“This cheap, simple and largely-automated approach could be carried out by every dentist taking routine x-rays, yet the success rate is as good as having a specialist consultant on hand.”

Dr Devlin continued: “As well as being virtually no extra work for the dentist, the diagnosis does not depend on patients being aware that they are at risk of the disease. Just by introducing a simple tool and getting healthcare professionals working together, around two in five sufferers undertaking routine dental x-rays could be identified.

“We’re extremely encouraged by our findings, and keen to see the approach adopted within the NHS. The next stage will be for an x-ray equipment company to integrate the software with its products, and once it’s available to dentists we’d hope that entire primary care trusts might opt in.

“The test might even encourage older women to visit the dentist more regularly!”

Jon Keighren | alfa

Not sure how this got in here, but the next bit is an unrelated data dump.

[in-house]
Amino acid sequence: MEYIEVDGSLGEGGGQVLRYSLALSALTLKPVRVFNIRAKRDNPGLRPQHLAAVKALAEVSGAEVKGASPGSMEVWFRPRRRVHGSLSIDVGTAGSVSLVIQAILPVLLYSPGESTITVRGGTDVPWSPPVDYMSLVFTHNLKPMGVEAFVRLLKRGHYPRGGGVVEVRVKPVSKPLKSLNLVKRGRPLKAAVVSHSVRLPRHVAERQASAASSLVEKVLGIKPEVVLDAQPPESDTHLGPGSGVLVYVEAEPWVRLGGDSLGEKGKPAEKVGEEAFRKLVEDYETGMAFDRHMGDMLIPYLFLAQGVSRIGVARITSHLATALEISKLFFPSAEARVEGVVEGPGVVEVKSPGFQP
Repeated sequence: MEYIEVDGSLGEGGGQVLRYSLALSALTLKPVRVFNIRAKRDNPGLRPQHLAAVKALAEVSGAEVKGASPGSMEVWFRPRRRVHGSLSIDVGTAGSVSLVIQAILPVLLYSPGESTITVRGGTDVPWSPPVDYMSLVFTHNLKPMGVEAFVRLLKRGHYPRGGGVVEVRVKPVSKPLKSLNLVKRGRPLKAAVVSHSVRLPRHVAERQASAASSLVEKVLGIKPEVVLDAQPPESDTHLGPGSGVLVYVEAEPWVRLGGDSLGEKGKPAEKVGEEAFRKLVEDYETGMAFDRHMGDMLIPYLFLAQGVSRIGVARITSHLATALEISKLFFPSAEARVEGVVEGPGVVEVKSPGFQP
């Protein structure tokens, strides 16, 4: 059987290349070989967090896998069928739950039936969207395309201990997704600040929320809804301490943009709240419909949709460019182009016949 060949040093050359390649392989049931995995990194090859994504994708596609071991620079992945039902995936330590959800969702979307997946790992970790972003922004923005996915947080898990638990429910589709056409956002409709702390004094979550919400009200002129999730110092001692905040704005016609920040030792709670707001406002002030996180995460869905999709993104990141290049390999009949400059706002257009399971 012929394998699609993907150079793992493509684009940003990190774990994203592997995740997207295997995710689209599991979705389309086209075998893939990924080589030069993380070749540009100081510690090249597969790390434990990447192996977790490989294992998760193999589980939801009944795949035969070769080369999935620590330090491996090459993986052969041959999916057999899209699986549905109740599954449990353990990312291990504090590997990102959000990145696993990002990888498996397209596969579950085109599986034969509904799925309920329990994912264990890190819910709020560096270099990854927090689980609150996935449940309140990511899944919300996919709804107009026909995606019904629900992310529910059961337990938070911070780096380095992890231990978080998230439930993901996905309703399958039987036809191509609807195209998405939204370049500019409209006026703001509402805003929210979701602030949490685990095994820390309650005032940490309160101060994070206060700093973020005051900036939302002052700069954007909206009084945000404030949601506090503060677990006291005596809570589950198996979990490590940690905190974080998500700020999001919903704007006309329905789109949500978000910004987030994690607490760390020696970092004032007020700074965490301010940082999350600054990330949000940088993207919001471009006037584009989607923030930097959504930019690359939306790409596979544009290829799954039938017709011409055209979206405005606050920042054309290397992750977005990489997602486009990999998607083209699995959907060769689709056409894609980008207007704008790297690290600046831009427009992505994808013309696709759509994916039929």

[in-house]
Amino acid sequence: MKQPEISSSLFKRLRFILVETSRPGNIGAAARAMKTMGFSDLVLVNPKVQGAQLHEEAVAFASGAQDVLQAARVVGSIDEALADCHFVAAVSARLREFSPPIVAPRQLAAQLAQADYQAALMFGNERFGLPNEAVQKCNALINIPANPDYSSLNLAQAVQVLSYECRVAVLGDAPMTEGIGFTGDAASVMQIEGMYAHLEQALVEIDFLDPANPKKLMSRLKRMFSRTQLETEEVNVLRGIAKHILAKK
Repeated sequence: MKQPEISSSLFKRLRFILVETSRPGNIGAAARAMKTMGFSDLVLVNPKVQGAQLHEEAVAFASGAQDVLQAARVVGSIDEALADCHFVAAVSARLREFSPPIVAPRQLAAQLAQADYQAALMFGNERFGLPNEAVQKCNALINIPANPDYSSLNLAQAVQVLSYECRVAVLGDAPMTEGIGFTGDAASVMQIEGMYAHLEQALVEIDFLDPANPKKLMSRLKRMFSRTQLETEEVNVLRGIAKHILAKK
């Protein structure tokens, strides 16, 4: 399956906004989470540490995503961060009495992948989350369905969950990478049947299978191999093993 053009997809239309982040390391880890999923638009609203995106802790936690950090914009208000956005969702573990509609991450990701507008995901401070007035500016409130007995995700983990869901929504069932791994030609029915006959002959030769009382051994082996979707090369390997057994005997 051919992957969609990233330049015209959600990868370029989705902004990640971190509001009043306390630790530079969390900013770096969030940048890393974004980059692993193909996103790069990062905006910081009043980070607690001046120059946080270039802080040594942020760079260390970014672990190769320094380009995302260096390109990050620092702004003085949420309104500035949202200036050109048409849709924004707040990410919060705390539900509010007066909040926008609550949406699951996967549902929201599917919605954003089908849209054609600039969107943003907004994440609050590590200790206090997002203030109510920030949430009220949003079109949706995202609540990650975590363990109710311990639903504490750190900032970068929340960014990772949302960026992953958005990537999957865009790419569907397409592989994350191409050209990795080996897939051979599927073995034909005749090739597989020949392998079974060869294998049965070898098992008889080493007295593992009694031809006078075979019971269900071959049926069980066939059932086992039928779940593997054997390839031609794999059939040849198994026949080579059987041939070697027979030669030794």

Further information:
http://www.manchester.ac.uk/dentistry

More articles from Health and Medicine:

nachricht A promising target for kidney fibrosis
21.04.2017 | Brigham and Women's Hospital

nachricht Stem cell transplants: activating signal paths may protect from graft-versus-host disease
20.04.2017 | Technische Universität München

All articles from Health and Medicine >>>

The most recent press releases about innovation >>>

Die letzten 5 Focus-News des innovations-reports im Überblick:

Im Focus: Deep inside Galaxy M87

The nearby, giant radio galaxy M87 hosts a supermassive black hole (BH) and is well-known for its bright jet dominating the spectrum over ten orders of magnitude in frequency. Due to its proximity, jet prominence, and the large black hole mass, M87 is the best laboratory for investigating the formation, acceleration, and collimation of relativistic jets. A research team led by Silke Britzen from the Max Planck Institute for Radio Astronomy in Bonn, Germany, has found strong indication for turbulent processes connecting the accretion disk and the jet of that galaxy providing insights into the longstanding problem of the origin of astrophysical jets.

Supermassive black holes form some of the most enigmatic phenomena in astrophysics. Their enormous energy output is supposed to be generated by the...

Im Focus: A Quantum Low Pass for Photons